TRIM22 and TAB 2 interaction is not dependent on the RING or SPRY domains
Several other members of the TRIM family, such as TRIM30α, have been shown to interact with TAB 2 (Shi M, et al., 2008). To determine whether the TRIM22-driven TAB 2 degradation is linked to a similar interaction, we co-transfected TAB 1 or TAB 2 with TRIM22 for the Co-IP assay. As shown in Fig. 4A, TAB 2 was immunoprecipitated by TRIM22 (lane 2), whereas TAB 1 was not (lane 1). Furthermore, to confirm which region of TRIM22 is necessary for TAB 2 interaction, the TRIM22 or TRIM22 mutants (ΔR and ΔS) were co-transfected with or without TAB 2 for the Co-IP assay. As shown in Fig. 4B, TRIM22 (lane 3) and its two mutants (ΔR and ΔS) (lanes 5 and 7) all interacted with TAB 2. These results show that TRIM22 can interact with TAB 2, and this interaction is independent of the RING or SPRY domains but might be dependent on its BC (B-box domain and coiled-coil region) domain.
Many members of the TRIM family have been shown to play important roles in innate immunity (Ozato K, et al., 2008), and certain TRIMs can modulate various stages of the NF-κB pathway (Poole E, et al., 2009; Tian Y, et al., 2007; Zha J, et al., 2006; Zurek B, et al., 2012). TRIM22 has been reported to activate the NF-κB pathway in macrophage cell lines (Yu S, et al., 2011), but it is still unknown which NF-κB pathway stage is affected by TRIM22. In this study, we confirmed that overexpressed TRIM22 was able to activate the NF-κB pathway in HEK293T cell lines and was also able to inhibit the TRAF6-induced NF-κB pathway activation. Having identified TRIM22 as a negative modulator of the TRAF6-activated NF-κB pathway, we also showed that it induced TAB 2 degradation and thereby inhibited TRAF6 self-ubiquitination.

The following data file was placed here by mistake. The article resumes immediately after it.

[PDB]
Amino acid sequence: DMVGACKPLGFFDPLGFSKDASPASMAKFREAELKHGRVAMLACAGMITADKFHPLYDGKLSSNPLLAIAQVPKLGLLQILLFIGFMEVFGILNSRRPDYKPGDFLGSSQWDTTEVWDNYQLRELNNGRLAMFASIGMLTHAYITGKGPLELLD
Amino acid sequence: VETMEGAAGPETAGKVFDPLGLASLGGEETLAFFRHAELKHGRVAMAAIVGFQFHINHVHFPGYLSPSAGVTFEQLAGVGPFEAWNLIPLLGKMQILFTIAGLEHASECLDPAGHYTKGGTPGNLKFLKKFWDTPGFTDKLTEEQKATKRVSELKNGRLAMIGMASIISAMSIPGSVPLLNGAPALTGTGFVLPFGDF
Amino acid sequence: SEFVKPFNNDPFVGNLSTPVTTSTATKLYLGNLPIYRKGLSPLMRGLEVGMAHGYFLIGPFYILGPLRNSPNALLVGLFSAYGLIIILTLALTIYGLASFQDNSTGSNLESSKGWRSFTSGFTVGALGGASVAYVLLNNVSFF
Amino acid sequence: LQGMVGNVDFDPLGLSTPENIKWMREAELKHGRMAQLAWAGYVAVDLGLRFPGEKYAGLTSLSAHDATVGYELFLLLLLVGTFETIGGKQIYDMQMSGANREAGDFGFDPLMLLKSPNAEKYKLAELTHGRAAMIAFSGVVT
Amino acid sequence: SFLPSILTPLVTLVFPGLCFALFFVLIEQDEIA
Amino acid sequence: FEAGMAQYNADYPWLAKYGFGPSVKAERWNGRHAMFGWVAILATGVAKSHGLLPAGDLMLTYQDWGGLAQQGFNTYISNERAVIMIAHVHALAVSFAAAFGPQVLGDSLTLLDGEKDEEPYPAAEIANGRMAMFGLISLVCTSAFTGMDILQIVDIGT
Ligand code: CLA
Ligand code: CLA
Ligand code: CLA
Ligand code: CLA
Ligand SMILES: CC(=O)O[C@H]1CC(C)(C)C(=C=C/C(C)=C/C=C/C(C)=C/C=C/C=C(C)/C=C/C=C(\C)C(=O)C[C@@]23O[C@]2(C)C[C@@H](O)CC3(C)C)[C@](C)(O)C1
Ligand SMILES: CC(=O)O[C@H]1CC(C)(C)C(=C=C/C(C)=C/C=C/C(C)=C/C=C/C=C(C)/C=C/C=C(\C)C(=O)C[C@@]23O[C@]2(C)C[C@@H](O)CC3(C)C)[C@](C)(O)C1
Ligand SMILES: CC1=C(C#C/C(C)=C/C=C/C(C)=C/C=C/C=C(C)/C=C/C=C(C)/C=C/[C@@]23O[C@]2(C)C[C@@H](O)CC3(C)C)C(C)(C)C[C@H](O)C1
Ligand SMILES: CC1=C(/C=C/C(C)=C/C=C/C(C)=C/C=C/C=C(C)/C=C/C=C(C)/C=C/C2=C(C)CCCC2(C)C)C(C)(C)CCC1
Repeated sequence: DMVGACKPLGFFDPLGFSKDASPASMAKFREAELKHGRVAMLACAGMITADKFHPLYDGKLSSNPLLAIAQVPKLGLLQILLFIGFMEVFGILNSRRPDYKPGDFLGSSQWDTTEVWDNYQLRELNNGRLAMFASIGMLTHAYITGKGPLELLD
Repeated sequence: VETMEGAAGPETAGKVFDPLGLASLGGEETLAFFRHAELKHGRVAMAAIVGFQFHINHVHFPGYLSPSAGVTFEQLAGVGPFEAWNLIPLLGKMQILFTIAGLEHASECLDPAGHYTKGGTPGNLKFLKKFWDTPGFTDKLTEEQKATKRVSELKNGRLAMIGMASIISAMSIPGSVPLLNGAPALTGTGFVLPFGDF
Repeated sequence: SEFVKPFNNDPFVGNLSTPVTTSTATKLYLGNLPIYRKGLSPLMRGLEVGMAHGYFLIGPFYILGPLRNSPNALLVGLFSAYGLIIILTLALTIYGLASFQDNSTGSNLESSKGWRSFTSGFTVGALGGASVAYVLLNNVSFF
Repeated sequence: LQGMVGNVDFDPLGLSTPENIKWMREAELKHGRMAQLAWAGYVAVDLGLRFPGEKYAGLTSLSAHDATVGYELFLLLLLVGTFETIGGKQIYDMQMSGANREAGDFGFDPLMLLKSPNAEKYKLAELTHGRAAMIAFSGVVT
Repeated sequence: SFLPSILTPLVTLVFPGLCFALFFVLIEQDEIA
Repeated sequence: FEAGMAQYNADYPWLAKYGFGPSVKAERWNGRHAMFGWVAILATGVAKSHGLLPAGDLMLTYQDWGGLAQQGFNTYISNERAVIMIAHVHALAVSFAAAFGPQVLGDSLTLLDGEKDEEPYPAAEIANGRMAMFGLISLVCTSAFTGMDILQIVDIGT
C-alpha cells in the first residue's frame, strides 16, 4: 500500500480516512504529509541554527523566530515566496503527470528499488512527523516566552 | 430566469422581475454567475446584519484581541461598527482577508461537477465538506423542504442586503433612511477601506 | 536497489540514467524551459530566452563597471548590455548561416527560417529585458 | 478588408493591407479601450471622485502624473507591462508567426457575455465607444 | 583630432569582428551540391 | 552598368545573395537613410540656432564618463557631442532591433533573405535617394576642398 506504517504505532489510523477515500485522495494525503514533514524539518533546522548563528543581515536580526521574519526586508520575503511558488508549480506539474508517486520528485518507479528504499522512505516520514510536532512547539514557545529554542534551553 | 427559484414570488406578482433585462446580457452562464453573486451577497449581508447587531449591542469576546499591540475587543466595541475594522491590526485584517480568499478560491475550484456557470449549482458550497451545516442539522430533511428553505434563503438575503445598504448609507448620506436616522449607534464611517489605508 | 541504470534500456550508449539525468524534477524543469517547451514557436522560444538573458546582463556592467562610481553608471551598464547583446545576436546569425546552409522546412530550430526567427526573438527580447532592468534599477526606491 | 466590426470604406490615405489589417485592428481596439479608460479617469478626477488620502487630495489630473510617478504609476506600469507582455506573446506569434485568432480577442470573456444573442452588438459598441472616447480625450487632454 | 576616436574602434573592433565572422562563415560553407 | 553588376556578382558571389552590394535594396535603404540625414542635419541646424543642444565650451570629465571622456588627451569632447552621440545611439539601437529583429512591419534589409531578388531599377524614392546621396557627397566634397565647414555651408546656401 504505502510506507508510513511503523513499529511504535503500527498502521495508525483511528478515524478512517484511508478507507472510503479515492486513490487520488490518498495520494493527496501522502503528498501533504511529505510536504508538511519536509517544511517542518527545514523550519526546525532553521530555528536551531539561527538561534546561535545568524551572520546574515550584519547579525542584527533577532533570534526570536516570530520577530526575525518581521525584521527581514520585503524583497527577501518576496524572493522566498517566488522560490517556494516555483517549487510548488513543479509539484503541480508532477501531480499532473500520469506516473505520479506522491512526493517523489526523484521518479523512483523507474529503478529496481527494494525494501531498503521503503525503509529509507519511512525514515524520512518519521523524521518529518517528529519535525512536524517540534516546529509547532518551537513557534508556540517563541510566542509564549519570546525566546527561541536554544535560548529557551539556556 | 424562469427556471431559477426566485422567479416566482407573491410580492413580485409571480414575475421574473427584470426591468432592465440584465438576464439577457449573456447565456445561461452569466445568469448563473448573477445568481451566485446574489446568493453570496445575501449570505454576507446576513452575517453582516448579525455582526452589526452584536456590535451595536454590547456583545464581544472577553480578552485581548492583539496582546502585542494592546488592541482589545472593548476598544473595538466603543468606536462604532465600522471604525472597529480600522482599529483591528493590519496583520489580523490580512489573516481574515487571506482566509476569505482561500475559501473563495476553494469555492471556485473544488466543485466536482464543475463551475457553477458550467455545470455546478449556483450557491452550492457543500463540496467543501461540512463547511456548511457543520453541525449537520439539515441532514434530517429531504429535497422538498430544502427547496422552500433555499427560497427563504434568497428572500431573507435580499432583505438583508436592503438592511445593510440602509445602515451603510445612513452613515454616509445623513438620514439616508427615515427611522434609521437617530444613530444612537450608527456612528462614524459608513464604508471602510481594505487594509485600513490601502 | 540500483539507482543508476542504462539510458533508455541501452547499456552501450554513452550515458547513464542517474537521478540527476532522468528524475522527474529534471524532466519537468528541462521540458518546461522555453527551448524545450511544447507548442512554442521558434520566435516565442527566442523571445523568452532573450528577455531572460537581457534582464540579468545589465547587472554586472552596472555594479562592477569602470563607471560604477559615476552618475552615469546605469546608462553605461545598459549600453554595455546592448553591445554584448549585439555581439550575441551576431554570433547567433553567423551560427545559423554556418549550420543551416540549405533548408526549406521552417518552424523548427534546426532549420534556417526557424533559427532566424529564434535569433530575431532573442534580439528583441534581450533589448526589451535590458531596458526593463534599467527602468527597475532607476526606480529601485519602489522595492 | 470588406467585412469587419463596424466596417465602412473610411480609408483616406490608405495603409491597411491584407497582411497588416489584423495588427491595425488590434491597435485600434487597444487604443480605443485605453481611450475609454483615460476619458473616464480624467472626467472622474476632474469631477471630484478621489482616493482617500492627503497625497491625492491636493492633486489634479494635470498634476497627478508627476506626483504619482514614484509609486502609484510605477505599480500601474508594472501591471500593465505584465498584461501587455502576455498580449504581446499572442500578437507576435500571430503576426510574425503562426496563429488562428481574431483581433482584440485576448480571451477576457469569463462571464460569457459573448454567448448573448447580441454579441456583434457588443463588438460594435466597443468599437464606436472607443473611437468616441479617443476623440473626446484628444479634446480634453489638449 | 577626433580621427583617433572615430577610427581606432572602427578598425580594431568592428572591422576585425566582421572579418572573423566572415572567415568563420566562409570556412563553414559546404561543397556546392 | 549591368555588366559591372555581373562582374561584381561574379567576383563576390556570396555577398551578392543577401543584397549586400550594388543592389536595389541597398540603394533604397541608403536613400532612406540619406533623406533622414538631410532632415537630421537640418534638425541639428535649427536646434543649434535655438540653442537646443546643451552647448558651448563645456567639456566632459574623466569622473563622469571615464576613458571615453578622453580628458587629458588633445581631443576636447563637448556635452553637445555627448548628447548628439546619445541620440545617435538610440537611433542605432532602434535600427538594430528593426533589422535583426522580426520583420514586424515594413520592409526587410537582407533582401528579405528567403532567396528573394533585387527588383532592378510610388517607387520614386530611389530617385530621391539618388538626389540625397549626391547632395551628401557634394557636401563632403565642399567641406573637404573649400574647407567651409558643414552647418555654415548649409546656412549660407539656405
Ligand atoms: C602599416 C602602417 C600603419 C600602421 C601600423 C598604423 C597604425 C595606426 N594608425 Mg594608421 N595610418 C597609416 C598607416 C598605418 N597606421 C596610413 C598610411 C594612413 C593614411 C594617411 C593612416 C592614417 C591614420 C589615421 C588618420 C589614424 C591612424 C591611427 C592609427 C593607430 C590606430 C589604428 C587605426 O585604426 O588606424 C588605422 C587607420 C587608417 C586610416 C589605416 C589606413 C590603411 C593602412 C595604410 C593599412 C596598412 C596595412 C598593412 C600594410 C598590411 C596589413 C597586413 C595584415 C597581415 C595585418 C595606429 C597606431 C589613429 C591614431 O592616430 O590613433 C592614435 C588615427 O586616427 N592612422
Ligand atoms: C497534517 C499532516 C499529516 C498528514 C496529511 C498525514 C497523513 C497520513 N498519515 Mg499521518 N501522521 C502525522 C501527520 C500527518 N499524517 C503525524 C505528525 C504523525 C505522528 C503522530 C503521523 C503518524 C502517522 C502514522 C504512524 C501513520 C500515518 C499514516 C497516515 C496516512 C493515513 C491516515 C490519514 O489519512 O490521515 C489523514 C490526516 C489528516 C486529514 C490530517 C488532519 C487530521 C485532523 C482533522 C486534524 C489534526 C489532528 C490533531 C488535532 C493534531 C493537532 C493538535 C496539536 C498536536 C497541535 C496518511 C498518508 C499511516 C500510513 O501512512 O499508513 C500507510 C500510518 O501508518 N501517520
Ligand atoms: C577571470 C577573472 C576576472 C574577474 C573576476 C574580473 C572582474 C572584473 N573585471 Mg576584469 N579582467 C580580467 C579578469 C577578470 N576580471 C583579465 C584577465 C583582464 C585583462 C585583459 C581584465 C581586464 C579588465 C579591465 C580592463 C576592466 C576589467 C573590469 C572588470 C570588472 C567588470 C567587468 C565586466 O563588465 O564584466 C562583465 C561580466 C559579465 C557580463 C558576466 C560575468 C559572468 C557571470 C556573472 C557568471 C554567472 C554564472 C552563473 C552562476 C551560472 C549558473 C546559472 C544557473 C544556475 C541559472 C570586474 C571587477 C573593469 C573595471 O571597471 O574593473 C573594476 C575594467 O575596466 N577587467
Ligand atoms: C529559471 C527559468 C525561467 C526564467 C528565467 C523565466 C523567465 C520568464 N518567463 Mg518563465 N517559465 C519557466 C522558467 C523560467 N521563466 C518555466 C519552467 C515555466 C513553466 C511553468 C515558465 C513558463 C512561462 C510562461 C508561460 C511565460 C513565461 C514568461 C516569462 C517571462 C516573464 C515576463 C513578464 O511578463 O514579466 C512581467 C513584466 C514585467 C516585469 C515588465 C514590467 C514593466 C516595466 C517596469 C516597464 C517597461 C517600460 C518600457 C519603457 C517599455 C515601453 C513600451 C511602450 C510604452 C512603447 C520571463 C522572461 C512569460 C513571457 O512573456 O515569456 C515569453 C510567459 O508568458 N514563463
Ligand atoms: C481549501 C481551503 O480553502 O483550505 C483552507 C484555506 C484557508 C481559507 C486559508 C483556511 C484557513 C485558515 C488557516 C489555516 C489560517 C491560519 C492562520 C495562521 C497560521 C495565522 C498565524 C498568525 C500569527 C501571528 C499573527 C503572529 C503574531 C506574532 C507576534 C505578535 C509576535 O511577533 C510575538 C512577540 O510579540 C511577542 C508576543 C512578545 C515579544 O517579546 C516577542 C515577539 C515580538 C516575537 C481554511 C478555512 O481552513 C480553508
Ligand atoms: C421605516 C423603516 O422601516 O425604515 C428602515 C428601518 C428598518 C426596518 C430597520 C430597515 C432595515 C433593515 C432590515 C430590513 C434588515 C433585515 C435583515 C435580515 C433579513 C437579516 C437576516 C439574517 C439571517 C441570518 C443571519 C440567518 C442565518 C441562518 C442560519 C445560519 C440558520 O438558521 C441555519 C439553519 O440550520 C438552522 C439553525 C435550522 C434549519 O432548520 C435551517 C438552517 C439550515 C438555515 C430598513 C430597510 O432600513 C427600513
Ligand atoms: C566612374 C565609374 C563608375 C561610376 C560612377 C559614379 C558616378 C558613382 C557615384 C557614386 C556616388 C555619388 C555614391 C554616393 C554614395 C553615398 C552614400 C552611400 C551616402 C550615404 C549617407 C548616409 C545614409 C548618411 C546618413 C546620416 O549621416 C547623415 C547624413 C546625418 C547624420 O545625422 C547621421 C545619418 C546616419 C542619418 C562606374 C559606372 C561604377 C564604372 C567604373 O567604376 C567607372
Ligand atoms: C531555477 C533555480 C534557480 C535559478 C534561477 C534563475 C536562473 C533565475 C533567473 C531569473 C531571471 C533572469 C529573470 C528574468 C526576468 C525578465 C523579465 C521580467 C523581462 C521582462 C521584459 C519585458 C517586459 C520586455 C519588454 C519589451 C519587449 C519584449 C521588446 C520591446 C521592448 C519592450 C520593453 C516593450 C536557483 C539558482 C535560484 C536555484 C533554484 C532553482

TRAF6, an E3 ligase that serves as a scaffold to connect the upstream and downstream signaling proteins, is an important signaling adapter protein for NF-κB activation (Cao Z, et al., 1996). Moreover, TRAF6 self-ubiquitination, with K63-linked chains, is pivotal to NF-κB activation (Hayden M S, et al., 2008). According to a previous report (Zhang X, et al., 2013), UBE2O can bind to TRAF6 to inhibit its K63 polyubiquitination, and prevent NF-κB activation by interleukin (IL)-1β and lipopolysaccharide. In the current study, we also found that TRIM22 overexpression could inhibit the TRAF6-stimulated NF-κB pathway, and that this inhibition could be partially rescued by a TRIM22 RING domain deletion mutant (Fig. 1). Consistent with this phenomenon, when plasmids containing TRIM22 or TRAF6 were co-transfected into HEK293T cells, TRIM22 also decreased the self-ubiquitination level of TRAF6, and this was dependent on the RING domain of TRIM22 (Fig. 2). These results indicate that TRIM22 inhibits NF-κB pathway activation by decreasing TRAF6 self-ubiquitination. Additionally the TRIM22 ΔR mutant could rescue self-ubiquitination only to a certain extent; it was unable to return the levels to those without TRIM22. These findings imply that, TRIM22 might affect other components that facilitate TRAF6 self-ubiquitination.